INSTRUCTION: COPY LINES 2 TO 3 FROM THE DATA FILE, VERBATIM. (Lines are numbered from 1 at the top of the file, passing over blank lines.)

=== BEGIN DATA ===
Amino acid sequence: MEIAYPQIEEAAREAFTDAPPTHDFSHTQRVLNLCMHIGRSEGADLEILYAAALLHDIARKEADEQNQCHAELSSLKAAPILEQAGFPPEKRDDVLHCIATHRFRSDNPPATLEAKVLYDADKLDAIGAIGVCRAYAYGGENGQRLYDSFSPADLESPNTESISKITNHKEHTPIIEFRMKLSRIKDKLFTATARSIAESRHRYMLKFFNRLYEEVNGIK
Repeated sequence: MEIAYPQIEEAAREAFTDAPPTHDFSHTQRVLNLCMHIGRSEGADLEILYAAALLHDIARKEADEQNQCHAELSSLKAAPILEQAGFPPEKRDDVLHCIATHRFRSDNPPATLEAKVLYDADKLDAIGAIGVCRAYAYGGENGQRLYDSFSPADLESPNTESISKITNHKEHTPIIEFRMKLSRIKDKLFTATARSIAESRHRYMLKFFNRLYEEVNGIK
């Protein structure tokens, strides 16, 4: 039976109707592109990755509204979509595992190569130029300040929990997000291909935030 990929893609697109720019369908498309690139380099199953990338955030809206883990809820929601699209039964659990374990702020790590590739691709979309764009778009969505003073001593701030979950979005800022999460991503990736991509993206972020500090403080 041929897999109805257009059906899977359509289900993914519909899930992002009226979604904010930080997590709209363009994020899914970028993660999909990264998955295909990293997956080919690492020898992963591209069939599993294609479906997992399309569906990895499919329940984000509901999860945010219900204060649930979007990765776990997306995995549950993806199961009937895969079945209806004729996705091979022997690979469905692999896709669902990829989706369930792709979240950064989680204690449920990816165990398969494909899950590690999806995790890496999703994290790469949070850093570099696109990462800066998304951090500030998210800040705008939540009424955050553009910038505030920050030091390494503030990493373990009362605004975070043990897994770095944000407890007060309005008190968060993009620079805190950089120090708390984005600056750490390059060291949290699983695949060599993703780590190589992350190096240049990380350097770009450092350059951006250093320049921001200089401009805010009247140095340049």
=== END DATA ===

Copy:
Repeated sequence: MEIAYPQIEEAAREAFTDAPPTHDFSHTQRVLNLCMHIGRSEGADLEILYAAALLHDIARKEADEQNQCHAELSSLKAAPILEQAGFPPEKRDDVLHCIATHRFRSDNPPATLEAKVLYDADKLDAIGAIGVCRAYAYGGENGQRLYDSFSPADLESPNTESISKITNHKEHTPIIEFRMKLSRIKDKLFTATARSIAESRHRYMLKFFNRLYEEVNGIK
């Protein structure tokens, strides 16, 4: 039976109707592109990755509204979509595992190569130029300040929990997000291909935030 990929893609697109720019369908498309690139380099199953990338955030809206883990809820929601699209039964659990374990702020790590590739691709979309764009778009969505003073001593701030979950979005800022999460991503990736991509993206972020500090403080 041929897999109805257009059906899977359509289900993914519909899930992002009226979604904010930080997590709209363009994020899914970028993660999909990264998955295909990293997956080919690492020898992963591209069939599993294609479906997992399309569906990895499919329940984000509901999860945010219900204060649930979007990765776990997306995995549950993806199961009937895969079945209806004729996705091979022997690979469905692999896709669902990829989706369930792709979240950064989680204690449920990816165990398969494909899950590690999806995790890496999703994290790469949070850093570099696109990462800066998304951090500030998210800040705008939540009424955050553009910038505030920050030091390494503030990493373990009362605004975070043990897994770095944000407890007060309005008190968060993009620079805190950089120090708390984005600056750490390059060291949290699983695949060599993703780590190589992350190096240049990380350097770009450092350059951006250093320049921001200089401009805010009247140095340049």